Island anti-racism advocates are pressing the Chilmark select board to take a hand in ensuring that the private, nonprofit summer camp at the town-owned Community Center takes measurable steps against bullying and racism.

Nearly 60 people signed in for the board’s regular videoconference Tuesday, including numerous members of the NAACP of Martha’s Vineyard as well as board members from the Chilmark Town Affairs Council, the non-governmental group that runs the summer camp.

Earlier in the day, the council had distributed a report outlining its intentions for the camp, where two white campers placed a strap around the neck of a black camper in late July.

Saskia and David Vanderhoop said adopting a policy is a start, but not enough.

“The plan that we’ve developed begins with an emphasis on building inclusion and diversity starting with the board, continuing staff and campers,” council chairman Sue Ellen Lazarus said at Tuesday’s meeting. The camp plan is posted on the town website.

The council has added four new board members: Robin Rivera, Jay Brelis-Farrell, Ismail Samad and Jennifer Prakash, Ms. Lazarus said.Other steps in the council’s plan include a values statement that all camp participants must agree to, making it clear that bullying is not tolerated and specifying the measures to take when it occurs; diversity training for board members and staff and broadening camp content to include the history of the Island’s first people and its black community, she said.

But NAACP and Wampanoag members who took part in Tuesday’s meeting said these measures fall short of what’s needed to stop race-based bullying.

“Policy is not enough,” said tribal member David Vanderhoop, who joined the call with his wife Saskia.

“It’s good, and it’s a first step, but policy is just not enough. It’s paramount that we have accountability with the people that say they’re going to follow through with this,” Mr. Vanderhoop said.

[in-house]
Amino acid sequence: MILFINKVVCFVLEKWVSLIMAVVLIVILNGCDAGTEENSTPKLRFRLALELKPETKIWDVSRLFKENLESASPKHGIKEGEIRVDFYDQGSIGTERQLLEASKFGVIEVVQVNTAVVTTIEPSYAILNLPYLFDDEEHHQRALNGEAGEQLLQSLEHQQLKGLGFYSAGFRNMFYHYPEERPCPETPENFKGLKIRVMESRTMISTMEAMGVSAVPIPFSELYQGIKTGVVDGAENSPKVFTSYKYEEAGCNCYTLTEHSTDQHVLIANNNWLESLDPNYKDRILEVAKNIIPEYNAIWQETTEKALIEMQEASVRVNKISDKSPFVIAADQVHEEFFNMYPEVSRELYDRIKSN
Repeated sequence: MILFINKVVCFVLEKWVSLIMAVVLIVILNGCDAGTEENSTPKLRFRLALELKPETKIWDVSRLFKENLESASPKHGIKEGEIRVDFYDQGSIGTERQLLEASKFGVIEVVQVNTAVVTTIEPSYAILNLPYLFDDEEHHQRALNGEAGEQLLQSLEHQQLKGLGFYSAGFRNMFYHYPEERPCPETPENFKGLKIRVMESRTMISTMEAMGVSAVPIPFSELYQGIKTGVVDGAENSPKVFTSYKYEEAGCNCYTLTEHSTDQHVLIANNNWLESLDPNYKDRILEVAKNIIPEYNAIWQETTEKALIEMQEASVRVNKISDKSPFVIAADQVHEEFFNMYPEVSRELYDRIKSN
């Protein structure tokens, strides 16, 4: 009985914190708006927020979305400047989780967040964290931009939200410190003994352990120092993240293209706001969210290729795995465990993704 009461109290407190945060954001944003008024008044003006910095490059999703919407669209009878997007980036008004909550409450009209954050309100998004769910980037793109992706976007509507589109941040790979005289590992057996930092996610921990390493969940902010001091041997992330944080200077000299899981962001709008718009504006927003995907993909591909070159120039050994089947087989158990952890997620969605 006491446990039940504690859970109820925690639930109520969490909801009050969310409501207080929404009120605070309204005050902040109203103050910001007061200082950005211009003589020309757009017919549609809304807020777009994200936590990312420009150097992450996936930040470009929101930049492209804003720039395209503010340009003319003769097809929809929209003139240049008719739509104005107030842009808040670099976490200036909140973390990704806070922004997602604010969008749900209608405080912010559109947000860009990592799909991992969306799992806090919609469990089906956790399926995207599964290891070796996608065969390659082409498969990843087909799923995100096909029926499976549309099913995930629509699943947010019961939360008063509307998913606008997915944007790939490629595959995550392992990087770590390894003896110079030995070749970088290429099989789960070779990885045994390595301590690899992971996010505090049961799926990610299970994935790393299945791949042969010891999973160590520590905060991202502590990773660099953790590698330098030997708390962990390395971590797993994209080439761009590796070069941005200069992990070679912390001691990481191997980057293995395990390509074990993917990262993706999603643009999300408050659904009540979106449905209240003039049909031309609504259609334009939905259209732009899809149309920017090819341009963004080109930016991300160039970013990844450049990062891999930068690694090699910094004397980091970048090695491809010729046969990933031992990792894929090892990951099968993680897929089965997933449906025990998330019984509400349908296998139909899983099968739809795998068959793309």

NAACP member Paddy Moore asked for the council to include an explicit acknowledgment of underlying racism in the larger culture.

“I honestly don’t think we can make the necessary steps forward without that acknowledgment,” said Ms. Moore, whose words were echoed by NAACP member Stephen Power.

“There really does have to be a recognition, for each incident, that there is an inherent bias in Anglo Saxon culture — an inherent racism that we have all inherited — and there really has to be a statement of that,” Mr. Power said.

Multiple speakers, including Toni Kauffman, said the council’s report reached them too late in the day for thoughtful reading, but that the council board should seek comment from the community.

“There should be some accountability there, and I believe that the select board should be a part of that and I would ask, as others have asked, that we too, the NAACP, help you,” Ms. Kauffman said.

“We’re not your opposition. We don’t want to make it any more difficult than it needs to be, but we certainly want to be part of making a very thoughtful, comprehensive resolution to a very difficult situation,” she said. “There are eyes across the nation that are looking to us to make the right decisions and make sure the children are safe.”